They made a plan, and followed through. Three years later, the Indonesian refugees suddenly appeared on Bungula, and it turned out to have all been much ado about nothing, because they showed up on a single island not unlike the one they were living on before. The colonists probably could have stayed.

Baby Sitters

When the Sumbawa survivors arrived on Bungula, they knew something was wrong. The volcano in the center of their island looked pretty angry, but suddenly it was gone. All of their dwellings were gone too, and they weren’t standing in the exact same places they were before. No, they were from the year 1815, not 1815 BCE, so even though they had no clue what happened, they knew that they had been transported. Brooke and Sharice studied up on the Islamic religion, so they could better understand what the refugees were going through. A few appeared to believe this to be Janna, or The Garden, which was the Islamic analog to Heaven. Others weren’t so sure, because again, they were from the nineteenth century. They knew what volcanoes were, and had no reason to believe it was part of the end of days. Plus, this sure didn’t seem like paradise. It was great and all, but they still had to work and eat. They all attributed their salvation to Allah, however, which was a good thing. Their religious beliefs remained virtually unchanged, despite the inexplicable paradigm shift. They adjusted to their new lives better than anyone could have expected. Brooke and Sharice stayed close, but not too close. They watched the Tambora from afar, secretly placing listening devices in homes and common areas. They weren’t trying to gain state secrets, or even invade their privacy. They needed to learn the language, which was reportedly wiped out by the eruption They had no plans to interact with the people, but it was good to know, in case something came up.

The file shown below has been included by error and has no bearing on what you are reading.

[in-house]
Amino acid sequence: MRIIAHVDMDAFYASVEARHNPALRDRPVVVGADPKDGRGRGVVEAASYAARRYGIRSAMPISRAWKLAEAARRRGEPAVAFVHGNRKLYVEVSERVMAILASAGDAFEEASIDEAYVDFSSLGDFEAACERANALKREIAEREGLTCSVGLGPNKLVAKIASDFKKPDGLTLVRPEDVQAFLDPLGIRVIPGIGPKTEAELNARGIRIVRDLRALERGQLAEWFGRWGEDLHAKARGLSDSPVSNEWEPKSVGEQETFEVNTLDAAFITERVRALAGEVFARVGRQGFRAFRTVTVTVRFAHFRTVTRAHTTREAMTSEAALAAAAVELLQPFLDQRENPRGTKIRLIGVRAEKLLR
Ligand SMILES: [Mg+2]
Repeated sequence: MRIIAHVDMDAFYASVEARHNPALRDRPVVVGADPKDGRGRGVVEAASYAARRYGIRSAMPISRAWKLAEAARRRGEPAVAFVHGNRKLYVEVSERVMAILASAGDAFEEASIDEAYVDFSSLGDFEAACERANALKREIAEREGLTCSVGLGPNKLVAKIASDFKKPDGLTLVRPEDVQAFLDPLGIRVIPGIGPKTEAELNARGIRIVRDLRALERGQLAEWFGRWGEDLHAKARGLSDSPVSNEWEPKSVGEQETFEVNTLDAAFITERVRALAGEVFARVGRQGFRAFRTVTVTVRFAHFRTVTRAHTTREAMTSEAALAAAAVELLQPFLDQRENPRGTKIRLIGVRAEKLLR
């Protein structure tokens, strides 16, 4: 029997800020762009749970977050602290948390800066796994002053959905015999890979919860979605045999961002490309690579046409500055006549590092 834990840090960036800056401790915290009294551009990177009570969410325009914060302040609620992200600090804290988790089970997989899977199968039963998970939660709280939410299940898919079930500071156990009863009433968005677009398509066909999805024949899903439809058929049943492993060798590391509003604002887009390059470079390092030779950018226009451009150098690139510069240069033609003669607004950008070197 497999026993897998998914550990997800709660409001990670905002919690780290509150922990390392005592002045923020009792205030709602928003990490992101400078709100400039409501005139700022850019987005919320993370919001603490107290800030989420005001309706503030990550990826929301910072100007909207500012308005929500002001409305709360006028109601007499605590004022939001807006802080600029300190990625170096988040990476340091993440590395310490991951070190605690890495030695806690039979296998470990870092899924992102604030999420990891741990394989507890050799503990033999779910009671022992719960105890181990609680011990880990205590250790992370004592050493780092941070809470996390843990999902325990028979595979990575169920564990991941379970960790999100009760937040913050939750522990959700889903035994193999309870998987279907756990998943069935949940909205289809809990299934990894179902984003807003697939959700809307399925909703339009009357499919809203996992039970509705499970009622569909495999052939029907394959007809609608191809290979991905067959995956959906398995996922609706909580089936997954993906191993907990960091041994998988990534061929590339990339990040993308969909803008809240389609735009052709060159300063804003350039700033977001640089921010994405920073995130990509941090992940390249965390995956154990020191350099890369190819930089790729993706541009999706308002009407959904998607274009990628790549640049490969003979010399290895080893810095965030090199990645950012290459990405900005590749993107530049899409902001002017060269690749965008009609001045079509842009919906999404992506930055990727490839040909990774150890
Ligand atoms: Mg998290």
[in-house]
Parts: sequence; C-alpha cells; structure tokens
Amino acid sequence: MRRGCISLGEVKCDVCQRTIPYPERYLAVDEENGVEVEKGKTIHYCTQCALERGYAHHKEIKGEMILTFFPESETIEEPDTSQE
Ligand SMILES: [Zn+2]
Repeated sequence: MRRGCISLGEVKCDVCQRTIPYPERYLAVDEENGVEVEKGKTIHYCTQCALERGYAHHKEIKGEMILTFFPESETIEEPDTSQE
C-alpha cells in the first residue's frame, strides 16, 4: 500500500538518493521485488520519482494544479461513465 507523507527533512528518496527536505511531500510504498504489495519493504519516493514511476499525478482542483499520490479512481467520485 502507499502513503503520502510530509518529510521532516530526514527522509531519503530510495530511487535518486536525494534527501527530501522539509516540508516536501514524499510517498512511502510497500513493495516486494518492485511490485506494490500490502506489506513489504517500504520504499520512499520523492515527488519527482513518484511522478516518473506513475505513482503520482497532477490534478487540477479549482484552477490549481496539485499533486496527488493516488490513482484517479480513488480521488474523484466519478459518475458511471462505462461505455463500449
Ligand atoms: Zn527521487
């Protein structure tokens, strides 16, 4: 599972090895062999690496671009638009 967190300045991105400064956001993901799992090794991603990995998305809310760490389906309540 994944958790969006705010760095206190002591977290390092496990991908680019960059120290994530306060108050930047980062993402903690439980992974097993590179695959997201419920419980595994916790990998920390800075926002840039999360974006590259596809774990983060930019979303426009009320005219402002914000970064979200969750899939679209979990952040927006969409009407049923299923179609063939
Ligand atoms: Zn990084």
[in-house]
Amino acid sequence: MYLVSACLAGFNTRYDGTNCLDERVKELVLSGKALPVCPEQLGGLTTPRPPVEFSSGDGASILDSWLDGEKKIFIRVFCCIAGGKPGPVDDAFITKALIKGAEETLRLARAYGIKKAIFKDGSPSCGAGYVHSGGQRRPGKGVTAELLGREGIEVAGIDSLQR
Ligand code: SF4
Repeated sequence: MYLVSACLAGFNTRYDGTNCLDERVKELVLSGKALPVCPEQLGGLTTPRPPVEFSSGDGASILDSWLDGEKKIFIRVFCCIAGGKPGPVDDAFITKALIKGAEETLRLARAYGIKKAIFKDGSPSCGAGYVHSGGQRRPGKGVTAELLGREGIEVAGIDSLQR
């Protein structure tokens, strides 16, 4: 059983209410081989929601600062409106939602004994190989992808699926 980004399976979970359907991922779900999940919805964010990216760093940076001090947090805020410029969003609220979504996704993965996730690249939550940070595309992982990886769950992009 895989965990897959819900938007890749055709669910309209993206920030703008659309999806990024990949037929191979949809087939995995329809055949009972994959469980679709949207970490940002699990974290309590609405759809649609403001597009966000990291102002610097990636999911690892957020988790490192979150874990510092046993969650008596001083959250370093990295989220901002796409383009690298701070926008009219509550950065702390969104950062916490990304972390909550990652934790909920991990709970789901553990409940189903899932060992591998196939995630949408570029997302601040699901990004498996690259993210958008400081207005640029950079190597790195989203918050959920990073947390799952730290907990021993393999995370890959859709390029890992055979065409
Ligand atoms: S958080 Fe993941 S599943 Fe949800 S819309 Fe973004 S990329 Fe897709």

Right now, they’re in the middle of an intense ethical debate about how to proceed.